Surprised at the elapsed time, we rest at the first waypoint Dan had found in his map explorations. We’re out of time, and we agree that the requisite miracle hasn’t surfaced and drop our loads. But for some obscure reason we then choose to hike on a bit, just to see the second waypoint, I think, a small series of ponds that might’ve afforded us a chance to paddle our gear the last leg and not portage the entire distance. A need for closure with Plan A, maybe. Or just wanting the double-time reconnaissance march to yield something besides blisters. But distances are deceiving, and we never reach it. I hang back with Mark S., who is by now seriously lagging, while the other three churn ahead. We had agreed on a failsafe turnback time, but that’s long past. And at one unusually large mudpit, Schreib and I finally stop and commence yelling to call back our comrades. It takes awhile, but they do return, Balboas who never found their Pacific.
So why’d we spend so much time in this futile exploration? Diehards? Blowhards? Head cases. Unbeknownst to us, though, group dynamics were already raging, with perverse permutations playing out.

Dan had had his say at the onset, and from what I can tell, he was so determined to not be the one to call a halt that he was willing to let the clock tick well past expected limits just to have it be Michael or Q who finally chose to turn back. He was actually notably triumphant on this point upon their return, but the import of this dynamic hadn’t sunk in to us yet. Relieved to be done with this exercise and aware of the waning daylight, we hurried back down the trail, cheerfully engrossed in an esoteric discussion (complete with physics formulas) of whether rheostats can actually save energy. Yeah -- head cases. And before too long we were back at the trucks and on our way, and we finally found ourselves pulling up the “gate” to Nahmakanta. Where a trailer to transport our gear awaited us, one that put all our O.T.C.’s to shame. But the wind was waiting too.

It wasn’t too hard, actually, that first evening, to come to a consensus to bail on Plan B as well, and seek shelter out of the wind inland. And we did enjoy our first night, with a roaring fire, truly excellent gin & tonics, and Dan’s ritual sushi before Schreib’s excellent dinner and surpassingly good wines. The gentle rain felt to me a benediction, that we’d chosen well in demurring. Incongruous as it was to be fetching items from the tailgates of the trucks, there was also a certain improvisational pride in our makeshift camp, and I, for one, relished the evening. Sleep came easily.

But after breakfast and reconnoitering, after packing up and moving, and after arrival and portaging, the lurking, asynchronous dynamics began to induce palpable discordance into the group chorus. “Out of tune” is an apt analogy on several levels.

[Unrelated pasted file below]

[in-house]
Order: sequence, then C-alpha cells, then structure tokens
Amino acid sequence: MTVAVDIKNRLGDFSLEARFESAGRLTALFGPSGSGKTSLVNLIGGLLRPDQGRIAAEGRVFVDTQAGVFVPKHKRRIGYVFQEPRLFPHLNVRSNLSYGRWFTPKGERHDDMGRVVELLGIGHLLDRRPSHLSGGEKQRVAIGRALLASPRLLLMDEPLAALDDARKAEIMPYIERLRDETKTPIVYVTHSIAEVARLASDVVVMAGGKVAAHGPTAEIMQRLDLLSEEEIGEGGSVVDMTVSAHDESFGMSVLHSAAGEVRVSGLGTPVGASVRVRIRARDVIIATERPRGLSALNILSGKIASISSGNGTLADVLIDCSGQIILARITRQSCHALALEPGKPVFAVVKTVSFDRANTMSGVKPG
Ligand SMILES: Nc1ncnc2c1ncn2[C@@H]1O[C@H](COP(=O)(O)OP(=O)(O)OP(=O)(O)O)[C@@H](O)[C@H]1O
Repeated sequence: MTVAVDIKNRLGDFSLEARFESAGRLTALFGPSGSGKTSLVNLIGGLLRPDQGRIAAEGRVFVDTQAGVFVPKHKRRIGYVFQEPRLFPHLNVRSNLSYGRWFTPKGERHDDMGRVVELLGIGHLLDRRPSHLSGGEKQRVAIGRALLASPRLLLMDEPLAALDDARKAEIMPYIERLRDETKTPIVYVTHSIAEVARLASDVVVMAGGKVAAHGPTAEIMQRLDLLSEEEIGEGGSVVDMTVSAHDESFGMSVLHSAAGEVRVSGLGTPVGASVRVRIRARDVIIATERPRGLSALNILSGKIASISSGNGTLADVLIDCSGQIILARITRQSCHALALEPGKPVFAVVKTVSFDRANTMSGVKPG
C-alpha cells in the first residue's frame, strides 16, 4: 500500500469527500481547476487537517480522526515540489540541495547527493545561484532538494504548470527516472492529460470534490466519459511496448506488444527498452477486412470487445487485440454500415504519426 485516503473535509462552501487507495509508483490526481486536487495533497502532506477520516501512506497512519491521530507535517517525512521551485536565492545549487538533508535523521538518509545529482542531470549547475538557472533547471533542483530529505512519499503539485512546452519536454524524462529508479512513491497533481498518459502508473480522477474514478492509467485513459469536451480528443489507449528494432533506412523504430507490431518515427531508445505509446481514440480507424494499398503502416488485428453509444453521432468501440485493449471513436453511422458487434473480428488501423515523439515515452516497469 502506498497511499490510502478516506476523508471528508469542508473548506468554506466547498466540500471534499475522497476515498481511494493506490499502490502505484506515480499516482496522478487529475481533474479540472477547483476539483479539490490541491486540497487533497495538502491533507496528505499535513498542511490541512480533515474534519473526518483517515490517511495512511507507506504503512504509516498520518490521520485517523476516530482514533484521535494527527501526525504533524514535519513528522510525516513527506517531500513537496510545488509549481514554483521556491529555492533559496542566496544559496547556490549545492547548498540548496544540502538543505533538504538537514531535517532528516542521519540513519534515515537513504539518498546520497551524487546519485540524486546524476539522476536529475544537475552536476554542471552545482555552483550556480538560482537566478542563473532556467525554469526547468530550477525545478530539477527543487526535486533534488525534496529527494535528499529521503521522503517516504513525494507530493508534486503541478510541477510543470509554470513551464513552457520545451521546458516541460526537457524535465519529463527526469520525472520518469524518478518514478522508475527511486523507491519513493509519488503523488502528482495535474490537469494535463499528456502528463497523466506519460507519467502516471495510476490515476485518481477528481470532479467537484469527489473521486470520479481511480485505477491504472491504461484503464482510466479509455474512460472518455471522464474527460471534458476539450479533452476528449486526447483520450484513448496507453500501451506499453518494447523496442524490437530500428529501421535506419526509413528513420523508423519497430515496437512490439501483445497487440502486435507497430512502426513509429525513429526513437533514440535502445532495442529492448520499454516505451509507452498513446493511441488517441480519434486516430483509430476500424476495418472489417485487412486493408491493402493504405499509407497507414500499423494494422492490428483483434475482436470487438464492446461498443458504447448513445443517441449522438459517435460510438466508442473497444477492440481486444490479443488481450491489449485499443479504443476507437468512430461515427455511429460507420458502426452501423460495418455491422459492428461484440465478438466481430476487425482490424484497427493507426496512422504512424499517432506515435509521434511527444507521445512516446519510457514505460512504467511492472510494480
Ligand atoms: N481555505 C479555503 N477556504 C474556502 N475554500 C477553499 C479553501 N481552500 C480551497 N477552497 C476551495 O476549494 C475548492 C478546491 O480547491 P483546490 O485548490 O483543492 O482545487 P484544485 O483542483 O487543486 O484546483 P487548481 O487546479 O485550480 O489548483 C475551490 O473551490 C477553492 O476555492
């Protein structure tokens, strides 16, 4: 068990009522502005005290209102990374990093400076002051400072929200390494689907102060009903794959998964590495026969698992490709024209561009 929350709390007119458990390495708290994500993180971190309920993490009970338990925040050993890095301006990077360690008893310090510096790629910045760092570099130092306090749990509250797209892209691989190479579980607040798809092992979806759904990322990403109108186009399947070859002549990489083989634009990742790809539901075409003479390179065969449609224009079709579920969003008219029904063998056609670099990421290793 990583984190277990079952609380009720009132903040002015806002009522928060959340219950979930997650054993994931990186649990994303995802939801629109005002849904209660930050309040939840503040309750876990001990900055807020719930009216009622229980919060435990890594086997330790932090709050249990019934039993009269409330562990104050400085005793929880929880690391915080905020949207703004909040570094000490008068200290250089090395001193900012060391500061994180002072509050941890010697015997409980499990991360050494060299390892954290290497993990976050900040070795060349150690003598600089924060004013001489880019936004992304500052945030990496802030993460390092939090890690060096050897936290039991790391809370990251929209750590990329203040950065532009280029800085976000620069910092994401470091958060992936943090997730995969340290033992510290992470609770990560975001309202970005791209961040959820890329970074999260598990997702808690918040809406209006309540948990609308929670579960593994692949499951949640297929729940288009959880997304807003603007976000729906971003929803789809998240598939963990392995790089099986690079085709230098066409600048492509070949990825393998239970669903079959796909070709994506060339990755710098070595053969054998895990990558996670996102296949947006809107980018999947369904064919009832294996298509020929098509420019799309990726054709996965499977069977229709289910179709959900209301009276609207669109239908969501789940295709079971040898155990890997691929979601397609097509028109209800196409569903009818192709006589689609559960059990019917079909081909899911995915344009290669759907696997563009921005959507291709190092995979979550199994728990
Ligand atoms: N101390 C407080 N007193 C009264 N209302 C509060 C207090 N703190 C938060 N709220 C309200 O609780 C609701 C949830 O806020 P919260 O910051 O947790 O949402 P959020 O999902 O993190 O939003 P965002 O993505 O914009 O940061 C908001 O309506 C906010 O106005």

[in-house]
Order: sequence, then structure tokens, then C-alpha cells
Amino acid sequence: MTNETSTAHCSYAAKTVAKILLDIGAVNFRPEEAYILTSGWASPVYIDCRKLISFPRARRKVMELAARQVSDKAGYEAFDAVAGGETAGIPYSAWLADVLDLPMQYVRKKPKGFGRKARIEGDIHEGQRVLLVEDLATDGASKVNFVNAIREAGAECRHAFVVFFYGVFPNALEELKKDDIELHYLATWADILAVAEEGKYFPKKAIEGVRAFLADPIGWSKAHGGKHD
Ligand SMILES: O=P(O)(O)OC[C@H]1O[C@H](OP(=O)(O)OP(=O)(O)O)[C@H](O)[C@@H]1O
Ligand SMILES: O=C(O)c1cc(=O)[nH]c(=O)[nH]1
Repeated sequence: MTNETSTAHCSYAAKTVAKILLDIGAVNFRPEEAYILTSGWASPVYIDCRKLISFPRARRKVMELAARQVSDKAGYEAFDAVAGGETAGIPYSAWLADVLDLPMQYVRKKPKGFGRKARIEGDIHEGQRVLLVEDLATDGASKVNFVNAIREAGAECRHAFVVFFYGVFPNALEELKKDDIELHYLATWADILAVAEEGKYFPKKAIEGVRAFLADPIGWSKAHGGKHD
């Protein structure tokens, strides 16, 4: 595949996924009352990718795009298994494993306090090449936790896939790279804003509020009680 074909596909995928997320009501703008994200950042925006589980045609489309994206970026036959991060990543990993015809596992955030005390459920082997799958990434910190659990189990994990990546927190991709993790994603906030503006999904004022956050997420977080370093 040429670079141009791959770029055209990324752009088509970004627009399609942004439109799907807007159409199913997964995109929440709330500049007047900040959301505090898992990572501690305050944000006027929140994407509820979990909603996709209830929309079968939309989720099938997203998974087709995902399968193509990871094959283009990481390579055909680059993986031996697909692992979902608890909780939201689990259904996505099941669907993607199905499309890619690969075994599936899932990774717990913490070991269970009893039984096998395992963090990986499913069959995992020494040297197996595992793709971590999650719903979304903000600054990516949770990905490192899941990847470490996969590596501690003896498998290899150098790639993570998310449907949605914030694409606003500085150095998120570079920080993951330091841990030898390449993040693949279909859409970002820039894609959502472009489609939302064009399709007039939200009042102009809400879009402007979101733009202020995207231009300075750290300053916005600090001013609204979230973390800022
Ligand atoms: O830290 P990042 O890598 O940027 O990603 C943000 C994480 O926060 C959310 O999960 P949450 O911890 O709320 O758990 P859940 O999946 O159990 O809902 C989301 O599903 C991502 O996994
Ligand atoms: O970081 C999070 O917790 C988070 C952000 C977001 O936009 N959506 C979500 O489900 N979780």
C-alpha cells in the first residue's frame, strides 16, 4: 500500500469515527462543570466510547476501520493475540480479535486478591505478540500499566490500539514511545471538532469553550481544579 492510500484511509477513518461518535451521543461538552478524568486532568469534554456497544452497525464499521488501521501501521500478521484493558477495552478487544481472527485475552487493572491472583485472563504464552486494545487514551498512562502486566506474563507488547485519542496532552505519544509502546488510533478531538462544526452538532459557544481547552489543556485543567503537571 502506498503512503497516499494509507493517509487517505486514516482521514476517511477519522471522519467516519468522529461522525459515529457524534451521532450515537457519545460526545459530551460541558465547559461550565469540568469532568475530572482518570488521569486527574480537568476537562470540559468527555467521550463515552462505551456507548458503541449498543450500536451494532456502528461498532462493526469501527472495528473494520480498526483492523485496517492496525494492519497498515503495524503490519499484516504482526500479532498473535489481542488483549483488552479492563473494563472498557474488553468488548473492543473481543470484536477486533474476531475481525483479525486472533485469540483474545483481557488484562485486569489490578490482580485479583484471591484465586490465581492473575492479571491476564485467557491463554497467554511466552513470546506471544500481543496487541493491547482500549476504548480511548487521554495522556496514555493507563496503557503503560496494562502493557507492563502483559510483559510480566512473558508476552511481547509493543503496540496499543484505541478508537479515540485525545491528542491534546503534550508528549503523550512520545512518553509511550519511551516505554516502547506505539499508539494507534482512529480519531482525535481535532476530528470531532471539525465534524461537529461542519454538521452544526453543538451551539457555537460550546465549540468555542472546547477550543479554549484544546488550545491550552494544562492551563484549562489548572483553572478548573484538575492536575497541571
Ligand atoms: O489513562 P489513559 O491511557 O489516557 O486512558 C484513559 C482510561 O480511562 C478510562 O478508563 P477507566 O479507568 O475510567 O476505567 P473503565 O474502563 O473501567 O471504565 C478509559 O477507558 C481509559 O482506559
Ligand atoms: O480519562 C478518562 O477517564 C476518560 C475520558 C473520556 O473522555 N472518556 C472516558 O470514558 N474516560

Expectations are the root of all dissatisfaction and strife. From the comfort of my home, where I now write, I can’t say what our individual expectations might have been, exactly, including my own, but they weren’t being met. The Two Marks, though, seem to have little in the way of expectations overall and are thus the most even-keeled of our bunch. Mark S. became, perhaps, more closely allied to Dan’s pragmatic, comfort-zone-limited outlook, while Q, the irrepressible Energizer Bunny, synched up with the indefatigable Michael and went off in search of alternatives. I stood somewhat more alone with my demons.

Much as I love and have an affinity for it, water scares me -- read “Face to Face” on the Lower Jo Mary part of our website. I started the section of that piece which begins that way as a spoof but found it to be more true than I’d intended. But as much as I wanted to turn tail from this actually-not-all-that-terrible windy, open water and make up Plan D, I also wanted someone else to make the decision. Michael, however, gave that up years ago -- even if someday it drives him to suicide or homicide, he’s not going to wave a flag and charge at some agenda, not with this group and its history, anyway. And it’s quite counter to the natures of The Two Marks, and Dan……. well, now, control -- control can be asserted indirectly………

We walked. We talked. We came together and broke apart and both had and avoided loaded conversations. We evaluated the merits of various put-ins for getting out on the water, and even did discuss some fallback plans. At one point Dan did a Dan and declared that the only obvious resolution was simply that we would camp there that night in one of the two sites, but rare net unanimity vetoed that, as the winds that stymied us would’ve assured utter misery. Ultimately Michael voiced a modestly assertive opinion that an evening calm would surely come soon, in which we could finally paddle to the nearest lake campsite. Unable to agree on anything else, and all of us in our own way at heart desirous to be off this shore and “out there”, done with “this”, we waited for diurnal thermodynamics to reward his optimism, or prove it wishful thinking. A stay was granted.